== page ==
In brief - Independent contractors no longer defined as workers for compensation purposes
A legislative amendment passed by Queensland parliament means that there will be less uncertainty about whether or not independent contractors are defined as "workers". The amendment ensures greater consistency in calculating workers compensation premiums.
New legislation narrows definition of "worker"
On 5 June 2013, Queensland parliament passed the Industrial Relations (Transparency and Accountability of Industrial Organisations) and Other Acts Amendments Act 2013. Effective 1 July 2013, the new legislation narrows the definition of "worker" in the Workers’ Compensation and Rehabilitation Act 2003 (Qld) (WCR Act).
The old definition of "worker" is broadly defined in the WCR Act as "a person who works under a contract of service" and extends beyond employees. Under this definition, a contractor was regarded as a "worker" if (among other things) the worker performed services under a contract for labour or substantially labour only.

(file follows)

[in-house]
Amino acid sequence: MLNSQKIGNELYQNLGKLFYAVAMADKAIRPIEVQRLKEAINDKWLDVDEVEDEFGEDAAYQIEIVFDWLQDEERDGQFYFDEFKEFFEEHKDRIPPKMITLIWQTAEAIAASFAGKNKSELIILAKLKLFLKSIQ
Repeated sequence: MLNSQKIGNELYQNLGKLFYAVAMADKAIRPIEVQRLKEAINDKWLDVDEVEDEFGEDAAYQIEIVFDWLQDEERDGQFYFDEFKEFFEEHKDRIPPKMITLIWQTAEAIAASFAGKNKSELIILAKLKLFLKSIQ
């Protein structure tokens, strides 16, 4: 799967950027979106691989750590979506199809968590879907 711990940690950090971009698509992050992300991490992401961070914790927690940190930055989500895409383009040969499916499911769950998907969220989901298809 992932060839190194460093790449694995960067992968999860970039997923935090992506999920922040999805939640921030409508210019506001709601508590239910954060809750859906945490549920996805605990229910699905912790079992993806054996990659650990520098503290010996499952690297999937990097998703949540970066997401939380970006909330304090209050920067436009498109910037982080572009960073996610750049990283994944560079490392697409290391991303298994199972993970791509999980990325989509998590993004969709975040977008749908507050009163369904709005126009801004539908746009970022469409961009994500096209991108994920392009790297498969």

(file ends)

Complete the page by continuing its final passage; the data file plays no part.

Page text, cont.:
Who is a worker? - the new definition
The amendment will resolve the confusion and uncertainty caused by the previous definition. The amended legislation now aligns with the Australian Taxation Office, which defines a worker as a person who:
• works under a contract; and
• in relation to the work, is an employee for the purpose of assessment for PAYG withholding under the Taxation Administration Act 1953 (Cth).
New definition of "worker" could reduce employers' compensation insurance costs
Determination of a worker’s status significantly affects both the premium the employer is required to pay to WorkCover for insurance coverage and the decision by the insurer to accept a workers’ compensation claim made by an injured worker.
The amendment will mean that there will be less uncertainty as to whether independent contractors are "workers" and ensure consistency for the purposes of calculating premiums (possibly reducing them) and deciding claims.
The change is not retrospective, meaning that wages for the 2012/2013 financial year will still need to be declared pursuant to the current definition up to 30 June 2012.